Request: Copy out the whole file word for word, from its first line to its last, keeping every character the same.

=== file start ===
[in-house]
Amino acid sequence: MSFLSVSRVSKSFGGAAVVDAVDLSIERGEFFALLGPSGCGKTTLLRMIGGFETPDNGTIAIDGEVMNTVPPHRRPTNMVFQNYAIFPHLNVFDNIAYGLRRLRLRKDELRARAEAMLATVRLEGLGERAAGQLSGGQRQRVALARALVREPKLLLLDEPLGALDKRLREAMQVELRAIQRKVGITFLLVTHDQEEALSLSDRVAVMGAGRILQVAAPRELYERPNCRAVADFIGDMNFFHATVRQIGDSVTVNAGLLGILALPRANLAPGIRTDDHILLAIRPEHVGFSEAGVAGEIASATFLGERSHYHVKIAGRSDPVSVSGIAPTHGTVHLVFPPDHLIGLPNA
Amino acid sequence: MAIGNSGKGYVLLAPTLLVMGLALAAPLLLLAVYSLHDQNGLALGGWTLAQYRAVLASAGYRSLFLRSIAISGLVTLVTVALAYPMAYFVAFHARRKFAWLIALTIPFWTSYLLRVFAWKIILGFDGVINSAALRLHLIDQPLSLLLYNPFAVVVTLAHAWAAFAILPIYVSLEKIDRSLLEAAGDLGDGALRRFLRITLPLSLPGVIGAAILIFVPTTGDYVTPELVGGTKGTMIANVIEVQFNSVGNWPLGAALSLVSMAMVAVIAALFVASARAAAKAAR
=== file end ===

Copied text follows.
[in-house]
Amino acid sequence: MSFLSVSRVSKSFGGAAVVDAVDLSIERGEFFALLGPSGCGKTTLLRMIGGFETPDNGTIAIDGEVMNTVPPHRRPTNMVFQNYAIFPHLNVFDNIAYGLRRLRLRKDELRARAEAMLATVRLEGLGERAAGQLSGGQRQRVALARALVREPKLLLLDEPLGALDKRLREAMQVELRAIQRKVGITFLLVTHDQEEALSLSDRVAVMGAGRILQVAAPRELYERPNCRAVADFIGDMNFFHATVRQIGDSVTVNAGLLGILALPRANLAPGIRTDDHILLAIRPEHVGFSEAGVAGEIASATFLGERSHYHVKIAGRSDPVSVSGIAPTHGTVHLVFPPDHLIGLPNA
Amino acid sequence: MAIGNSGKGYVLLAPTLLVMGLALAAPLLLLAVYSLHDQNGLALGGWTLAQYRAVLASAGYRSLFLRSIAISGLVTLVTVALAYPMAYFVAFHARRKFAWLIALTIPFWTSYLLRVFAWKIILGFDGVINSAALRLHLIDQPLSLLLYNPFAVVVTLAHAWAAFAILPIYVSLEKIDRSLLEAAGDLGDGALRRFLRITLPLSLPGVIGAAILIFVPTTGDYVTPELVGGTKGTMIANVIEVQFNSVGNWPLGAALSLVSMAMVAVIAALFVASARAAAKAAR